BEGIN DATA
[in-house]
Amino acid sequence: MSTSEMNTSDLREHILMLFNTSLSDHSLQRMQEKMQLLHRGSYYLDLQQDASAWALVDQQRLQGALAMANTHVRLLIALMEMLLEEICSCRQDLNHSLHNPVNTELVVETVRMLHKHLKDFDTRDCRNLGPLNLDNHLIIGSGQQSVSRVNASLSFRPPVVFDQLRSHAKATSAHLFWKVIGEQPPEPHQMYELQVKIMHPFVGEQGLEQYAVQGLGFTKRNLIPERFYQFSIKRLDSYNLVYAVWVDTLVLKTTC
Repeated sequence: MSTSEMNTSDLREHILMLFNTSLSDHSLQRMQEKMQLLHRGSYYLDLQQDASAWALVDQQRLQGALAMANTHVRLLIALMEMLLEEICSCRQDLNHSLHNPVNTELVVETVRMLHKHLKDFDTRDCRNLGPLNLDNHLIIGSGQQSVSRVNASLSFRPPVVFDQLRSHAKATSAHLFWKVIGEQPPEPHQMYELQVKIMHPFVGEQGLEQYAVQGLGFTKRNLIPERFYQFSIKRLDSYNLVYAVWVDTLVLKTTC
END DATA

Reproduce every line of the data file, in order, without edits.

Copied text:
[in-house]
Amino acid sequence: MSTSEMNTSDLREHILMLFNTSLSDHSLQRMQEKMQLLHRGSYYLDLQQDASAWALVDQQRLQGALAMANTHVRLLIALMEMLLEEICSCRQDLNHSLHNPVNTELVVETVRMLHKHLKDFDTRDCRNLGPLNLDNHLIIGSGQQSVSRVNASLSFRPPVVFDQLRSHAKATSAHLFWKVIGEQPPEPHQMYELQVKIMHPFVGEQGLEQYAVQGLGFTKRNLIPERFYQFSIKRLDSYNLVYAVWVDTLVLKTTC
Repeated sequence: MSTSEMNTSDLREHILMLFNTSLSDHSLQRMQEKMQLLHRGSYYLDLQQDASAWALVDQQRLQGALAMANTHVRLLIALMEMLLEEICSCRQDLNHSLHNPVNTELVVETVRMLHKHLKDFDTRDCRNLGPLNLDNHLIIGSGQQSVSRVNASLSFRPPVVFDQLRSHAKATSAHLFWKVIGEQPPEPHQMYELQVKIMHPFVGEQGLEQYAVQGLGFTKRNLIPERFYQFSIKRLDSYNLVYAVWVDTLVLKTTC